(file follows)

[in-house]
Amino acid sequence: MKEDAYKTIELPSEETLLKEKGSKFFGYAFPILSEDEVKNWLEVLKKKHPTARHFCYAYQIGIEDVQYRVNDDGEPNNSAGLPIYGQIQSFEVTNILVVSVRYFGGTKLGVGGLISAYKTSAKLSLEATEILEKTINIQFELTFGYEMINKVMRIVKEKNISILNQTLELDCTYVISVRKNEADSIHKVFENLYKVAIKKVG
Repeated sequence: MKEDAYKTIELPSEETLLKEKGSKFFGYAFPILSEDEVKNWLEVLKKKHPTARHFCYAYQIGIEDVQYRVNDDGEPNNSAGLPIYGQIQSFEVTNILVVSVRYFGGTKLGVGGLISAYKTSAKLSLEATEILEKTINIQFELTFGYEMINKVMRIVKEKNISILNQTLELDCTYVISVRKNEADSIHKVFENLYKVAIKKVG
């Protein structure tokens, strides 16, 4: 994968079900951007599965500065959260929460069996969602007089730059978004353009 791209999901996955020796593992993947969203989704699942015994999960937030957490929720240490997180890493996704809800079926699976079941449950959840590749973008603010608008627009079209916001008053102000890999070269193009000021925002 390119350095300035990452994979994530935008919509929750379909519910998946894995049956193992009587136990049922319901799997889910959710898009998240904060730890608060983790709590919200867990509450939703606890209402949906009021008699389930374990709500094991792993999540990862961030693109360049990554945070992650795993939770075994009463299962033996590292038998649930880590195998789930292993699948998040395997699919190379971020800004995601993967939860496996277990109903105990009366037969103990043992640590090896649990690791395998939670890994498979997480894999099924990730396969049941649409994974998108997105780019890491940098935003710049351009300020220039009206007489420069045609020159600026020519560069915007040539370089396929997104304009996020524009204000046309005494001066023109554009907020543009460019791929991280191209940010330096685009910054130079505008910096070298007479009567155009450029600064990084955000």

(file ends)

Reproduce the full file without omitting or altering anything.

[in-house]
Amino acid sequence: MKEDAYKTIELPSEETLLKEKGSKFFGYAFPILSEDEVKNWLEVLKKKHPTARHFCYAYQIGIEDVQYRVNDDGEPNNSAGLPIYGQIQSFEVTNILVVSVRYFGGTKLGVGGLISAYKTSAKLSLEATEILEKTINIQFELTFGYEMINKVMRIVKEKNISILNQTLELDCTYVISVRKNEADSIHKVFENLYKVAIKKVG
Repeated sequence: MKEDAYKTIELPSEETLLKEKGSKFFGYAFPILSEDEVKNWLEVLKKKHPTARHFCYAYQIGIEDVQYRVNDDGEPNNSAGLPIYGQIQSFEVTNILVVSVRYFGGTKLGVGGLISAYKTSAKLSLEATEILEKTINIQFELTFGYEMINKVMRIVKEKNISILNQTLELDCTYVISVRKNEADSIHKVFENLYKVAIKKVG
């Protein structure tokens, strides 16, 4: 994968079900951007599965500065959260929460069996969602007089730059978004353009 791209999901996955020796593992993947969203989704699942015994999960937030957490929720240490997180890493996704809800079926699976079941449950959840590749973008603010608008627009079209916001008053102000890999070269193009000021925002 390119350095300035990452994979994530935008919509929750379909519910998946894995049956193992009587136990049922319901799997889910959710898009998240904060730890608060983790709590919200867990509450939703606890209402949906009021008699389930374990709500094991792993999540990862961030693109360049990554945070992650795993939770075994009463299962033996590292038998649930880590195998789930292993699948998040395997699919190379971020800004995601993967939860496996277990109903105990009366037969103990043992640590090896649990690791395998939670890994498979997480894999099924990730396969049941649409994974998108997105780019890491940098935003710049351009300020220039009206007489420069045609020159600026020519560069915007040539370089396929997104304009996020524009204000046309005494001066023109554009907020543009460019791929991280191209940010330096685009910054130079505008910096070298007479009567155009450029600064990084955000």